TDF anticipates what passers-by and neighboring populations will see of their facilities, especially in urban settings, and makes every effort to limit their visual impact by choosing sites within groups of buildings and using styles that are easy on the eye (e.g. by using small contained structures, grouping facilities away from terrace edges, etc.).
 

 

Radio-electric controls ensure that the general public's exposure to electromagnetic fields is kept below the regulatory thresholds.

 

 

 

TDF maintains an active watch over electromagnetic fields and their health and safety aspects.

 

Society integration enables the general public and local bodies to have clear and relevant information.

 

The growth in mobile telephony has required the installation of new radio-electric facilities, raising many questions in the minds of the public and local authorities:

  • What does a phone mast contain?
    Is it dangerous?
    Are there any scientific studies of the subject?
     

These are natural questions about radio-electric activities. This is why TDF is committed to providing the clearest and most complete answers, especially as regards facilities with dense populations nearby. TDF has a positive attitude to questions and wants to develop constructive dialogue.

TDF is committed to providing clear information for all parties involved, i.e. local authorities and those responsible for sites (i.e. companies, landlords, owners etc.), occupants of sites (employees, tenants etc.), the nearby population and the media, through appropriate communication based on known facts (compliance with standards, measurement programs, results of scientific research etc.).

Exposure of staff working on TDF sites

TDF also complies with European directive 2004/40/EC dated 29 April 2004, which sets rules for exposure within sites.

 

The highest field levels are found very close to masts where only authorized professionals, who are aware of safety plans and equipped accordingly, have access.
 
TDF plans to carry out several actions. It has developed extensive knowhow in simulation and measurement, and a training program about exposure risks has been provided for employees. The 250 employees most concerned have received specific training.
 
TDF has established an approach which ensures that all on-site jobs comply with regulatory thresholds for professional exposure to electromagnetic fields.
 
Rules for construction of radio-electric service points to reduce field levels within pylons are enforced for all new service points.
 
To evaluate constraints during radio-electric design for new services or sites, TDF has developed appropriate simulation tools. When designing masts, TDF carries out theoretical measurements and analyses using "Projet 3D"design software . This TDF-developed software calculates radiation from groups of masts in three ways.
 

Find out more

You can find further information on the following French websites:

Ministry of work, employment and health: health and environment radiofrequencies website, 
www.radiofrequences.gouv.fr

Details of relay masts and operator obligations
http://www.radiofrequences.gouv.fr/IMG/pdf/Fiche_antennes-relais.pdf
http://www.radiofrequences.gouv.fr/IMG/pdf/Fiche_obligation_reglementaire_des_operateurs.pdf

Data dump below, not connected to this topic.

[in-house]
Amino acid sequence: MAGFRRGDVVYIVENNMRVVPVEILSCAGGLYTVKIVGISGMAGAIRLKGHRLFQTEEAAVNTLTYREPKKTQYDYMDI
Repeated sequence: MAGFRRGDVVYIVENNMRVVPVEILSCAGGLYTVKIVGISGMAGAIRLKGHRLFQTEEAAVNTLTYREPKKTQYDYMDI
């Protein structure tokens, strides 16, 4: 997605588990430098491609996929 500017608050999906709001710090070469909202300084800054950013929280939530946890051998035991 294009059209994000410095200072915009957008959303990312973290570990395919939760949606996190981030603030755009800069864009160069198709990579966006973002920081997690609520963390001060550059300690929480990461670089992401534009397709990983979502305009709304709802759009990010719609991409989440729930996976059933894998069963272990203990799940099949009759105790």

ANFR
www.anfr.fr/fr/protection-controle/exposition-du-public.html

ANSES (previously AFFSET)
www.anses.fr section Health and Environment  - radiofrequencies (Health and Environment - radio frequencies)

WHO: Electromagnetic fields and public health (site also in English)
www.who.int/peh-emf/fr

Base stations and wireless technologies
www.who.int/mediacentre/factsheets/fs304/fr/index.html

Mobile phones 
www.who.int/mediacentre/factsheets/fs193/fr

Cartoradio : locations of transmitters, location of measurements, measurement reports  www.cartoradio.fr

Les ondes mobiles : hints about how best to use mobile phones  www.lesondesmobiles.fr

TDF's commitments

TDF participates in the activities of the European Committee for Electrotechnical Standardization (CENELEC).

 

In its site management and radio transmission activities TDF is responsible for compliance with the various regulations and government rules. These set the requirements governing effects of exposure to electromagnetic fields for service providers outside and inside sites.

In addition, so as to limit any radio-electric emissions from its facilities and in compliance with applicable regulations, TDF undertakes to:

  • Minimize electromagnetic fields wherever possible while maintaining quality of service.
  • Supply landlords with technical material for compliance (i.e. diagrams, features of masts, etc.)
  • Carry out programs of measurement of electromagnetic fields in and around sensitive establishments (i.e. hospitals, care homes, schools, nurseries, etc.) on request from the local authority, and on an occasional basis in public or private locations. These measurements are carried out by independent laboratories accredited by COFRAC (French Accreditation Committee). Measurement reports are open to inspection on the website www.cartoradio.fr
  • Inform customers hosted at TDF's sites

Regulations concerning the general public

The applicable regulations are those of decree 2002-775 dated 3 May 2002 based on EU recommendation 1999/519/EC.

 

Limits to public exposure

  • 100 MHz (Radio): 28V/m
  • 470 MHz (Television): 31V/m
  • 900 MHz (TV or mobile phones): 41V/m
  • 1800 MHz (Mobile phones): 58V/m
  • 2100 MHz (Mobile phones): 61V/m
     

For further information, consult  decree 2002-775 dated 3 May 2002..